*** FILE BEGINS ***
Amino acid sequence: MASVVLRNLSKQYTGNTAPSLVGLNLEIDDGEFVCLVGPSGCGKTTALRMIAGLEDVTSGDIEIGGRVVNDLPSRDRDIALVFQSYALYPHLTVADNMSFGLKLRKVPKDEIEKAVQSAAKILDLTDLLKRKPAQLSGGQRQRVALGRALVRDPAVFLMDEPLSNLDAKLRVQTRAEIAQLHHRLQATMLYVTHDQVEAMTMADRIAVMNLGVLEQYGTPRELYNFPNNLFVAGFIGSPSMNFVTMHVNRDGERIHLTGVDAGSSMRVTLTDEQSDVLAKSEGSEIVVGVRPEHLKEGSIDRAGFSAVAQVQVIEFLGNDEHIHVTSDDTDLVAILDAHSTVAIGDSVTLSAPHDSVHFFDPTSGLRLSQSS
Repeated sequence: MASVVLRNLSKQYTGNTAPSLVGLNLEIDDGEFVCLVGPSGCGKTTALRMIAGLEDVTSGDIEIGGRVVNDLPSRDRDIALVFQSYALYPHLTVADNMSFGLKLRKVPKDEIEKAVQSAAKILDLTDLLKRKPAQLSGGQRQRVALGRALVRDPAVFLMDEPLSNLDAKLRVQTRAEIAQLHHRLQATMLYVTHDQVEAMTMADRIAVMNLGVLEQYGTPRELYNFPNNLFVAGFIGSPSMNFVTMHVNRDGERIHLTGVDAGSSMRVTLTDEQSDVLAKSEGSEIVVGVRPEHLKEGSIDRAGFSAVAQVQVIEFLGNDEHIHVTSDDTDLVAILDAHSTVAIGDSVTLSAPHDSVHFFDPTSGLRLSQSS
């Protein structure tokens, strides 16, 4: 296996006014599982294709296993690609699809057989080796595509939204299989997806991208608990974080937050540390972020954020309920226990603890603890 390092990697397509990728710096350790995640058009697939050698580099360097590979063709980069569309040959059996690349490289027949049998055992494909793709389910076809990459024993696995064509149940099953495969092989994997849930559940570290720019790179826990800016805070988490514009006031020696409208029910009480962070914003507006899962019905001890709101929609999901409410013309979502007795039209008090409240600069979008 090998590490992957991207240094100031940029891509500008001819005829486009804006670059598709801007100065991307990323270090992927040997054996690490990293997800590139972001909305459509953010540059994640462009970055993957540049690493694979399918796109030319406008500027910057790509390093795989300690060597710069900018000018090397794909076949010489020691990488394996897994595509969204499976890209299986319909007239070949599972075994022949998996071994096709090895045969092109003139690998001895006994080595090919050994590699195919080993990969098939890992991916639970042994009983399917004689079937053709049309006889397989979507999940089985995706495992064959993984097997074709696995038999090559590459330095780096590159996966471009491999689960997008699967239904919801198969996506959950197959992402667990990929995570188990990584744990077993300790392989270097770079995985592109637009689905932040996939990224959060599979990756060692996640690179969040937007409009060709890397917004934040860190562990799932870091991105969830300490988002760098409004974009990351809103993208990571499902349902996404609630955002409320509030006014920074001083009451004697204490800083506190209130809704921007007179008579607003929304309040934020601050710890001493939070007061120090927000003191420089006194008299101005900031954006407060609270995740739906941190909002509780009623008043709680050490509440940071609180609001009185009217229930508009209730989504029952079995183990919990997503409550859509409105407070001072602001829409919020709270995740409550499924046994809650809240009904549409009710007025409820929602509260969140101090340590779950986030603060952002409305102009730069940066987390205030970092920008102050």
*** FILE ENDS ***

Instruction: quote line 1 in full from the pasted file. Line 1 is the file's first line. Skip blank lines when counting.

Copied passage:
Amino acid sequence: MASVVLRNLSKQYTGNTAPSLVGLNLEIDDGEFVCLVGPSGCGKTTALRMIAGLEDVTSGDIEIGGRVVNDLPSRDRDIALVFQSYALYPHLTVADNMSFGLKLRKVPKDEIEKAVQSAAKILDLTDLLKRKPAQLSGGQRQRVALGRALVRDPAVFLMDEPLSNLDAKLRVQTRAEIAQLHHRLQATMLYVTHDQVEAMTMADRIAVMNLGVLEQYGTPRELYNFPNNLFVAGFIGSPSMNFVTMHVNRDGERIHLTGVDAGSSMRVTLTDEQSDVLAKSEGSEIVVGVRPEHLKEGSIDRAGFSAVAQVQVIEFLGNDEHIHVTSDDTDLVAILDAHSTVAIGDSVTLSAPHDSVHFFDPTSGLRLSQSS